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Virtual Interactive Case

What is Virtual Interactive Case (VIC)?

The VIC system is software for creating simulations of patient encounters in clinics. Developed by Dr. Gordon Tait and Tabby Lulham from the Perioperative Interactive Education (PIE) team at University Health Network, VIC allows the user to take the patient’s history, conduct a functional assessment and physical exam, order appropriate laboratory tests, review diagnostic images, and consult with specialists in gathering the information to arrive at a diagnosis that accounts for the presenting complaint. After selecting the diagnosis and treatment, the program provides a debriefing, listing the actions they took that were essential, actions that were missed, actions that were inappropriate, and actions done in an incorrect order. A score is provided reflecting their performance, along with the time and cost incurred in arriving at the diagnosis. Their score, time and cost can then be compared to that of an experienced clinician.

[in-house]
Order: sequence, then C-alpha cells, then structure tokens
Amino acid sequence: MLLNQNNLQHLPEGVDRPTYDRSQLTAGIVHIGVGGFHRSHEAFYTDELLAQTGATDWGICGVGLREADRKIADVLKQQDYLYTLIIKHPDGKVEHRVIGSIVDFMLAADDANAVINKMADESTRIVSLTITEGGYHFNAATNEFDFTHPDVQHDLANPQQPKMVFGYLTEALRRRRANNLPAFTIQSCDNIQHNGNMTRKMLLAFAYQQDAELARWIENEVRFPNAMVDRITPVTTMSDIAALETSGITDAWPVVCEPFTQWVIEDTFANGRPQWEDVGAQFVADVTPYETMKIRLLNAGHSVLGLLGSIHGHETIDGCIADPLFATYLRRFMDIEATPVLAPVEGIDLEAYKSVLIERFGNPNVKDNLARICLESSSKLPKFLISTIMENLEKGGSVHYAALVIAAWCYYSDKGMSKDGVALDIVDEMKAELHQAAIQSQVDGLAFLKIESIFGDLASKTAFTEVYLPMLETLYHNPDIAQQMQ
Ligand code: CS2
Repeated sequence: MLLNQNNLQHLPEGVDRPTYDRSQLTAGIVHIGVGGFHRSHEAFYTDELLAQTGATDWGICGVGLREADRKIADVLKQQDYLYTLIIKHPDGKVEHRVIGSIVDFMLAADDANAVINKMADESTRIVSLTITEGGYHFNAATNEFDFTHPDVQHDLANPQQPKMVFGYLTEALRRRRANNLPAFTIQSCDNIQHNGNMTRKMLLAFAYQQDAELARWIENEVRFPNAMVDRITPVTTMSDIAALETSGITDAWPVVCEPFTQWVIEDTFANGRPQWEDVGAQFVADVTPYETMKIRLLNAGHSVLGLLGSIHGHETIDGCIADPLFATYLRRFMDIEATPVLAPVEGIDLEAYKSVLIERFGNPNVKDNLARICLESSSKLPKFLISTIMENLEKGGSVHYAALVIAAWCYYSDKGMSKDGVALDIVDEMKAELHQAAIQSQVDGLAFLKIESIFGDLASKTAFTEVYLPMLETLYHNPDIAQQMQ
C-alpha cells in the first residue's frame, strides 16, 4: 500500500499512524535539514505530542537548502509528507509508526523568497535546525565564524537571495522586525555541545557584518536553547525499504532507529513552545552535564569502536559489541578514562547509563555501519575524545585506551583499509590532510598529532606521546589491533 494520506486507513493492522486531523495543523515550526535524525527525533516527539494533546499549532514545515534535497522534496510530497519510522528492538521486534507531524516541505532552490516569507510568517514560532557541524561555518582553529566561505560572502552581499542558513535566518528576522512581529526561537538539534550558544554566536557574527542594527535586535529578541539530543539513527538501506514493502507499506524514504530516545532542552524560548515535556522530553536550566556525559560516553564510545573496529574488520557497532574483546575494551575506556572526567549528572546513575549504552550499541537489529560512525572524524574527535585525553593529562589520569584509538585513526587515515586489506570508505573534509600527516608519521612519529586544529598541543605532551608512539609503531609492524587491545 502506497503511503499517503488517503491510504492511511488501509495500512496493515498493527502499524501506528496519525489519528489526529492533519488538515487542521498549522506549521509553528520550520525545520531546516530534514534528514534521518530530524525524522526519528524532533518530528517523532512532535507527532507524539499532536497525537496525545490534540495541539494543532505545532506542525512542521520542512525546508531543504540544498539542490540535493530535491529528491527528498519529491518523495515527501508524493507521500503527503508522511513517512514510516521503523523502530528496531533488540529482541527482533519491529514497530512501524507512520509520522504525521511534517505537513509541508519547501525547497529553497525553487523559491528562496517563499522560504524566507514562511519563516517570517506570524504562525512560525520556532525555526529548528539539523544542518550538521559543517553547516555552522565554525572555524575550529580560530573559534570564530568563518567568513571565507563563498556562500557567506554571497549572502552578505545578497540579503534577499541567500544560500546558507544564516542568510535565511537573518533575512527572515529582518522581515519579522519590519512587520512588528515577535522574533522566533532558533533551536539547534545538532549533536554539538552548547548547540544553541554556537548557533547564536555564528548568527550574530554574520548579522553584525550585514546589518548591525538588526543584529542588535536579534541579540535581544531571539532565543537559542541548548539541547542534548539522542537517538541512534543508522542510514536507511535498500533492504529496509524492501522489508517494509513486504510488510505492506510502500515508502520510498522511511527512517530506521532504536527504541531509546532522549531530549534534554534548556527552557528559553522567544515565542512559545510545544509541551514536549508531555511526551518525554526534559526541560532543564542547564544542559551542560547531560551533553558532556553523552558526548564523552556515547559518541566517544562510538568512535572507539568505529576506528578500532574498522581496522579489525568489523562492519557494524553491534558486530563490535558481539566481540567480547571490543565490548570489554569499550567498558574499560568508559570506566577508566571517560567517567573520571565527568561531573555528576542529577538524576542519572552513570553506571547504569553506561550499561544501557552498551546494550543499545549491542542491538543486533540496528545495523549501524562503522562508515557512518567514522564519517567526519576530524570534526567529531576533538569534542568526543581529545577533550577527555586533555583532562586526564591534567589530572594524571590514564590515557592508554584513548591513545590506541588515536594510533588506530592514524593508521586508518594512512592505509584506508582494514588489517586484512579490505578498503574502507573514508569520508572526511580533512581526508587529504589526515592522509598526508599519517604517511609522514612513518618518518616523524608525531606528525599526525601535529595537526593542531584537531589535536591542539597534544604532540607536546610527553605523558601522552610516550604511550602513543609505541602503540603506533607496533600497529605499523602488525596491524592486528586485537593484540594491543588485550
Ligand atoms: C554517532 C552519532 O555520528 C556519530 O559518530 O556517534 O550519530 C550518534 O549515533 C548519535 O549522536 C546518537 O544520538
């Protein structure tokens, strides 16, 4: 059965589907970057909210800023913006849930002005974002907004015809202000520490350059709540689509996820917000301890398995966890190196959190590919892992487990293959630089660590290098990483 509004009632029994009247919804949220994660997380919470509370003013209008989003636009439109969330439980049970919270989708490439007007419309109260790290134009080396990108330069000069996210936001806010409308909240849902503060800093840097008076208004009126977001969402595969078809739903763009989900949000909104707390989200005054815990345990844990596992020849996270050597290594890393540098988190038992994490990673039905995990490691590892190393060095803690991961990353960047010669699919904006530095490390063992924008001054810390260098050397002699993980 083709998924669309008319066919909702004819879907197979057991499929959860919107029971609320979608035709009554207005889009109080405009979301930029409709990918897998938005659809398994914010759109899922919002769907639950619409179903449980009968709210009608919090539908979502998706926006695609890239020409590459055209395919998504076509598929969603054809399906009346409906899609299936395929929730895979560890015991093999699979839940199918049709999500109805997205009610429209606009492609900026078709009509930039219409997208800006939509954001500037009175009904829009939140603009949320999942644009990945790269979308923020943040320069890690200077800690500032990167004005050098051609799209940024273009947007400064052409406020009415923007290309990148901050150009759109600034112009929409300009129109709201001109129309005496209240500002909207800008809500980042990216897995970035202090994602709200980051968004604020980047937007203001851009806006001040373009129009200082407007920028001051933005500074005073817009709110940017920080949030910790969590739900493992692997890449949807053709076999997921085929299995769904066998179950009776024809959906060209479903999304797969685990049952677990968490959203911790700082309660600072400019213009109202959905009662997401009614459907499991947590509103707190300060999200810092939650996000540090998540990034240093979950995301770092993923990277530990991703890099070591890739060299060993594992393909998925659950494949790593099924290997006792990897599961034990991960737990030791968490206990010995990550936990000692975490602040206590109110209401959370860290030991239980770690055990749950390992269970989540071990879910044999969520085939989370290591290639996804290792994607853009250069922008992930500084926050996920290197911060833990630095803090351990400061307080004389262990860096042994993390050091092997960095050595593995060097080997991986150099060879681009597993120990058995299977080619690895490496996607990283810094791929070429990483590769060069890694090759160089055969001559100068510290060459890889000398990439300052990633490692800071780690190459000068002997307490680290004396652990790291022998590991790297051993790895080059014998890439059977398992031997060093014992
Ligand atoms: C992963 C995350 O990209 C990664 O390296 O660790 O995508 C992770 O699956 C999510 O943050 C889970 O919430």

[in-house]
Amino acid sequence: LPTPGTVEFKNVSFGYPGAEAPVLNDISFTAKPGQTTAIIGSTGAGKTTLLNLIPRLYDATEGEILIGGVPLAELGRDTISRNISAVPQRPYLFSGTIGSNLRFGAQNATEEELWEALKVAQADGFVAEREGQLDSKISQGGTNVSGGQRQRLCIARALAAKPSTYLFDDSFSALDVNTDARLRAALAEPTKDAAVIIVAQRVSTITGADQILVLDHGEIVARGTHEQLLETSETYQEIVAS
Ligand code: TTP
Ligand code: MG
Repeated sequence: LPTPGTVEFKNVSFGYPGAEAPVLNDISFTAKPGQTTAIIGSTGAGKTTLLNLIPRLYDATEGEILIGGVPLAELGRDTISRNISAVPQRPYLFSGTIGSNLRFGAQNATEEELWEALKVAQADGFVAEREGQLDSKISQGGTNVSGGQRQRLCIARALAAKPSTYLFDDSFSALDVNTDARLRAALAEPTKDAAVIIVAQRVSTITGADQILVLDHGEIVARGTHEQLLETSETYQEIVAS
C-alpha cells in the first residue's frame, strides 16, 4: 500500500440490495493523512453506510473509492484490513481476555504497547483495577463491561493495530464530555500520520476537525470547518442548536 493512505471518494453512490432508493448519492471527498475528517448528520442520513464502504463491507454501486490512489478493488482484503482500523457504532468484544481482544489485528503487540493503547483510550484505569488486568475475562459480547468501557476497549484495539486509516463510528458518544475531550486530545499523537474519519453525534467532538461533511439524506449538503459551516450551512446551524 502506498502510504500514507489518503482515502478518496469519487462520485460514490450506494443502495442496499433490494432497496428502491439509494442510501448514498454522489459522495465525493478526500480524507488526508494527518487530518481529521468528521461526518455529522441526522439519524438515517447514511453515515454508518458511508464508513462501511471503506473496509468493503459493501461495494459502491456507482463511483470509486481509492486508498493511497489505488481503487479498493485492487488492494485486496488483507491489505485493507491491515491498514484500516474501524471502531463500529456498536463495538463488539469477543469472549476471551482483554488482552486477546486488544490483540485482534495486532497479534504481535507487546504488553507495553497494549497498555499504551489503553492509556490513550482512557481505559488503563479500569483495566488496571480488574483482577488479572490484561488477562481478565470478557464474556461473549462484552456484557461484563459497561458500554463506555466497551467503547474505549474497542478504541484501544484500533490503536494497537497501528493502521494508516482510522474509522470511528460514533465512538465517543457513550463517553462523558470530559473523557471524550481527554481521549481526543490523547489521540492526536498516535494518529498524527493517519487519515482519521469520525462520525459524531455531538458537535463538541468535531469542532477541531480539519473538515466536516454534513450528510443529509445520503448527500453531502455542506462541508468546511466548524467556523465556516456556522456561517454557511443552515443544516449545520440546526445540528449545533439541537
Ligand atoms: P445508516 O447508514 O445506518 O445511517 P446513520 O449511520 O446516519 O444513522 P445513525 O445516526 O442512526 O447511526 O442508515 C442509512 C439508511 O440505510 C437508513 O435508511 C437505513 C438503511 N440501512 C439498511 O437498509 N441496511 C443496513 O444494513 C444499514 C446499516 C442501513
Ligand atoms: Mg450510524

The cases can include multimedia (images, sounds and video) in the results of actions taken by the user. The VIC Editor allows rapid creation of customized cases by modifying a template case, and by dragging and dropping actions from other cases. The VIC cases can also be used for student evaluation by activating a log tracking the user’s actions and their debriefing and score.

How is VIC different?

VIC differs from most other virtual patient software in that feedback is provided in a debriefing at the end of the case, rather than at each step in assessing the patient. Educators can use the VIC Editor to create customized cases designed to focus on scenarios relevant to their profession and work environments. VIC cases are intended for “drill and practice” after the learner has acquired the necessary didactic knowledge, allowing them to exercise their clinical reasoning skills and implement their knowledge in realistic scenarios.

The VIC Player is a Flash application, and the case information is an XML file on the users’ hard drive, eliminating the requirement for a database connection for editing and playing cases. VIC cases can be played on the users’ computer or placed on a Web server for access over the Internet.

To find out more about VIC, how to buy a license, and other educational tools developed by PIE in the Department of Anesthesia and Pain Management at Toronto General Hospital, please visit: http://pie.med.utoronto.ca/vic